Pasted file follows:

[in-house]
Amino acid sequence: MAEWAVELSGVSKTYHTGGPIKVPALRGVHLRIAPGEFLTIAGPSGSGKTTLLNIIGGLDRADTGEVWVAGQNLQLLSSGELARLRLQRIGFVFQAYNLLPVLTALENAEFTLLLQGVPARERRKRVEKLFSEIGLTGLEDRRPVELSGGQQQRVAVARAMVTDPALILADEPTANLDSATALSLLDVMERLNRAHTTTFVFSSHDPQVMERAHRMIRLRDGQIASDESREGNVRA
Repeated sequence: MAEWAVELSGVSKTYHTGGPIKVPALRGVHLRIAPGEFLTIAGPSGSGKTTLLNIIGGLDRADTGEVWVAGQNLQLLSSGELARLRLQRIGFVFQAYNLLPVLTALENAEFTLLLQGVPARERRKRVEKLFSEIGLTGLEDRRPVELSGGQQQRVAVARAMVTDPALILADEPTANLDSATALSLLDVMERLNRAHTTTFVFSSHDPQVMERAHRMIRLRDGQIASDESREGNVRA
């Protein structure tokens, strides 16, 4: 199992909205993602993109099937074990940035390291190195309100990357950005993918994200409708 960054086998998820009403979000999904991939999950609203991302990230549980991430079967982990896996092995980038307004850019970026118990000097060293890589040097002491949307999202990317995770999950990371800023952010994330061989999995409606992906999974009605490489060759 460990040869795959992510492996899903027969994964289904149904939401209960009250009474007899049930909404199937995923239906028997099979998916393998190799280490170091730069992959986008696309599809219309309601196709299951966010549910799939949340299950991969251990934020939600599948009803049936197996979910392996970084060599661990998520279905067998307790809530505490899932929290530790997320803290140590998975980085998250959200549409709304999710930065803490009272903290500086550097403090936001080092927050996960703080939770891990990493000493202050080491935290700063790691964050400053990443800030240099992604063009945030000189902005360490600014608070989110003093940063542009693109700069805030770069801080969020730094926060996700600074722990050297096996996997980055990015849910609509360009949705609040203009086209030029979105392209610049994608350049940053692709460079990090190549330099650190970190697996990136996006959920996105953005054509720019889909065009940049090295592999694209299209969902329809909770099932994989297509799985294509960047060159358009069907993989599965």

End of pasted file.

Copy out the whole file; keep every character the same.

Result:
[in-house]
Amino acid sequence: MAEWAVELSGVSKTYHTGGPIKVPALRGVHLRIAPGEFLTIAGPSGSGKTTLLNIIGGLDRADTGEVWVAGQNLQLLSSGELARLRLQRIGFVFQAYNLLPVLTALENAEFTLLLQGVPARERRKRVEKLFSEIGLTGLEDRRPVELSGGQQQRVAVARAMVTDPALILADEPTANLDSATALSLLDVMERLNRAHTTTFVFSSHDPQVMERAHRMIRLRDGQIASDESREGNVRA
Repeated sequence: MAEWAVELSGVSKTYHTGGPIKVPALRGVHLRIAPGEFLTIAGPSGSGKTTLLNIIGGLDRADTGEVWVAGQNLQLLSSGELARLRLQRIGFVFQAYNLLPVLTALENAEFTLLLQGVPARERRKRVEKLFSEIGLTGLEDRRPVELSGGQQQRVAVARAMVTDPALILADEPTANLDSATALSLLDVMERLNRAHTTTFVFSSHDPQVMERAHRMIRLRDGQIASDESREGNVRA
């Protein structure tokens, strides 16, 4: 199992909205993602993109099937074990940035390291190195309100990357950005993918994200409708 960054086998998820009403979000999904991939999950609203991302990230549980991430079967982990896996092995980038307004850019970026118990000097060293890589040097002491949307999202990317995770999950990371800023952010994330061989999995409606992906999974009605490489060759 460990040869795959992510492996899903027969994964289904149904939401209960009250009474007899049930909404199937995923239906028997099979998916393998190799280490170091730069992959986008696309599809219309309601196709299951966010549910799939949340299950991969251990934020939600599948009803049936197996979910392996970084060599661990998520279905067998307790809530505490899932929290530790997320803290140590998975980085998250959200549409709304999710930065803490009272903290500086550097403090936001080092927050996960703080939770891990990493000493202050080491935290700063790691964050400053990443800030240099992604063009945030000189902005360490600014608070989110003093940063542009693109700069805030770069801080969020730094926060996700600074722990050297096996996997980055990015849910609509360009949705609040203009086209030029979105392209610049994608350049940053692709460079990090190549330099650190970190697996990136996006959920996105953005054509720019889909065009940049090295592999694209299209969902329809909770099932994989297509799985294509960047060159358009069907993989599965």